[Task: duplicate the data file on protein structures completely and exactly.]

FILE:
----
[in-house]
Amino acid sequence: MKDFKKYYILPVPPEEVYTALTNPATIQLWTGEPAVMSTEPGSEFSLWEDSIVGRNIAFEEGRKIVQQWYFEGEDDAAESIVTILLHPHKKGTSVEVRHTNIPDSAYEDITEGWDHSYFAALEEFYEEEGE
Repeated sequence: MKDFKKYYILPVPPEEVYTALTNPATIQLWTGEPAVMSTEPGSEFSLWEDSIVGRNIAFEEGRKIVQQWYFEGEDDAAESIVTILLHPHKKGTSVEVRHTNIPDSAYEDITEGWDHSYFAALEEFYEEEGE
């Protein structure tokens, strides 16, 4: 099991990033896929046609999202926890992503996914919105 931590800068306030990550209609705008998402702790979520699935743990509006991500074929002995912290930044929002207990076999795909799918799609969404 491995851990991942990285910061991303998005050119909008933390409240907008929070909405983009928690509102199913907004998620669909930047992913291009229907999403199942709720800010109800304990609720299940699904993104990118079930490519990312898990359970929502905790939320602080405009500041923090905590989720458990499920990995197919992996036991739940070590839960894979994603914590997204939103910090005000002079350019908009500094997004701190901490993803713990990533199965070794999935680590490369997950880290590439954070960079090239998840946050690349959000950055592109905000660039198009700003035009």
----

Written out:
[in-house]
Amino acid sequence: MKDFKKYYILPVPPEEVYTALTNPATIQLWTGEPAVMSTEPGSEFSLWEDSIVGRNIAFEEGRKIVQQWYFEGEDDAAESIVTILLHPHKKGTSVEVRHTNIPDSAYEDITEGWDHSYFAALEEFYEEEGE
Repeated sequence: MKDFKKYYILPVPPEEVYTALTNPATIQLWTGEPAVMSTEPGSEFSLWEDSIVGRNIAFEEGRKIVQQWYFEGEDDAAESIVTILLHPHKKGTSVEVRHTNIPDSAYEDITEGWDHSYFAALEEFYEEEGE
């Protein structure tokens, strides 16, 4: 099991990033896929046609999202926890992503996914919105 931590800068306030990550209609705008998402702790979520699935743990509006991500074929002995912290930044929002207990076999795909799918799609969404 491995851990991942990285910061991303998005050119909008933390409240907008929070909405983009928690509102199913907004998620669909930047992913291009229907999403199942709720800010109800304990609720299940699904993104990118079930490519990312898990359970929502905790939320602080405009500041923090905590989720458990499920990995197919992996036991739940070590839960894979994603914590997204939103910090005000002079350019908009500094997004701190901490993803713990990533199965070794999935680590490369997950880290590439954070960079090239998840946050690349959000950055592109905000660039198009700003035009």